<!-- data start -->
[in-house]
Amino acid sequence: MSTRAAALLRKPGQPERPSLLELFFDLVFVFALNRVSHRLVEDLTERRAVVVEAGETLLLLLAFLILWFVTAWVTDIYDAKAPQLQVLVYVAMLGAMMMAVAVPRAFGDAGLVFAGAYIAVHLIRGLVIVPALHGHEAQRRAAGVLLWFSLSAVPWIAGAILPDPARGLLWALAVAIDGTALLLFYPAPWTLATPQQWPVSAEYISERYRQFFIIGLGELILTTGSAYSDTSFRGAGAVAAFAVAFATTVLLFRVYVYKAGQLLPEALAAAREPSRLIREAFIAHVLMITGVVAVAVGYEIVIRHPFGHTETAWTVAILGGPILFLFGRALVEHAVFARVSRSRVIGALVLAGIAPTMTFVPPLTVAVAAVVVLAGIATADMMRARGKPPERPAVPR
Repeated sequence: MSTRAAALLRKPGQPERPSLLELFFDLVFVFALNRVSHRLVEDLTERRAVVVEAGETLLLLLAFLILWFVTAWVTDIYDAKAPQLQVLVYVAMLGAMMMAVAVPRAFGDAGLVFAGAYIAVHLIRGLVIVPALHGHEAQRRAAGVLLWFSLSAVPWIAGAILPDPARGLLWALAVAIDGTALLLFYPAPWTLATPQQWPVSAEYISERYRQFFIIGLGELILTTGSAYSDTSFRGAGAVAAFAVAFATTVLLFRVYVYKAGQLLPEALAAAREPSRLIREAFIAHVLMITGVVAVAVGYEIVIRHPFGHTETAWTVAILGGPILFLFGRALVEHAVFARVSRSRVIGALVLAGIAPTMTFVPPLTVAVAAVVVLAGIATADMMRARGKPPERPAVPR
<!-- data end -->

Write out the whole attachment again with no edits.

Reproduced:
[in-house]
Amino acid sequence: MSTRAAALLRKPGQPERPSLLELFFDLVFVFALNRVSHRLVEDLTERRAVVVEAGETLLLLLAFLILWFVTAWVTDIYDAKAPQLQVLVYVAMLGAMMMAVAVPRAFGDAGLVFAGAYIAVHLIRGLVIVPALHGHEAQRRAAGVLLWFSLSAVPWIAGAILPDPARGLLWALAVAIDGTALLLFYPAPWTLATPQQWPVSAEYISERYRQFFIIGLGELILTTGSAYSDTSFRGAGAVAAFAVAFATTVLLFRVYVYKAGQLLPEALAAAREPSRLIREAFIAHVLMITGVVAVAVGYEIVIRHPFGHTETAWTVAILGGPILFLFGRALVEHAVFARVSRSRVIGALVLAGIAPTMTFVPPLTVAVAAVVVLAGIATADMMRARGKPPERPAVPR
Repeated sequence: MSTRAAALLRKPGQPERPSLLELFFDLVFVFALNRVSHRLVEDLTERRAVVVEAGETLLLLLAFLILWFVTAWVTDIYDAKAPQLQVLVYVAMLGAMMMAVAVPRAFGDAGLVFAGAYIAVHLIRGLVIVPALHGHEAQRRAAGVLLWFSLSAVPWIAGAILPDPARGLLWALAVAIDGTALLLFYPAPWTLATPQQWPVSAEYISERYRQFFIIGLGELILTTGSAYSDTSFRGAGAVAAFAVAFATTVLLFRVYVYKAGQLLPEALAAAREPSRLIREAFIAHVLMITGVVAVAVGYEIVIRHPFGHTETAWTVAILGGPILFLFGRALVEHAVFARVSRSRVIGALVLAGIAPTMTFVPPLTVAVAAVVVLAGIATADMMRARGKPPERPAVPR